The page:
Article Review: Sox Act of 2002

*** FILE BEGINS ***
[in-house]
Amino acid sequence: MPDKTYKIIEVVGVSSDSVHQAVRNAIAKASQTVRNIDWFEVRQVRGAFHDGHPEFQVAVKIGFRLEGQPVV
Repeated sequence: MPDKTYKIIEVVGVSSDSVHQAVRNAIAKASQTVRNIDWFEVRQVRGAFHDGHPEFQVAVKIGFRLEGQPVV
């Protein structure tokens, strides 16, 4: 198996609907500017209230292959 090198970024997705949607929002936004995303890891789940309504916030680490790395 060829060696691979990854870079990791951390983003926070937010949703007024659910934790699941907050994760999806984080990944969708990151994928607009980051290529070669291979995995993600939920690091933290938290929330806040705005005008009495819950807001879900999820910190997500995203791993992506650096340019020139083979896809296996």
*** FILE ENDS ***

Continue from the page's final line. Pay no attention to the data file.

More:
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What is the Sarbanes-Oxley Act of 2002 and what is its purpose? The Sarbanes-Oxley Act of 2002 was designed and passed to protect investors of corporations from the possible acts of fraudulent accounting activities by corporations. The SOX Act’s purpose is to commend and force ethical business practices among businesses across all industries. The overall goal was to protect financial records that organizations keep to help further protect against any and all accounting fraud. Major corporations like ENRON, TYCO, and WORDLCOM had to deal with major issues with reporting improper accounting records to investors and the resulting consequences of their actions. The scandals caused by these corporations forced the U.S. Congress to implement the SOX Act and enforce rules that would penalize any wrongdoingon the part of the offending company. Several measures were enforced in the SOX Act of 2002. The SOX Act has two key provisions, which pertain to the necessary actions that must be taken by businesses in order to abide by the SOX Act and avoid penalty and possible jail time. The firs of which is Section 302 of the SOX Act which states that senior management sign off of the accuracy and validity of the accounting records and financial statements. The other key provision is Section 404. Section 404 details must establish internal controls and reporting methods to also verify the validity of records and have reports on how adequate these methods are. For companies that have violated the SOX Act strict penalties are in force. Some companies may try to rid the problem of ever existing by shredding documents to escape being caught. If a company knowingly falsifies, alters, covers-up, or destroys any litigation related paperwork that company is subject to punishment for criminal obstruction and would likely face heavy penalty and jail time under Section 802 of the SOX Act. Section 802 states the penalties for which a company could face for the destruction of documents could...
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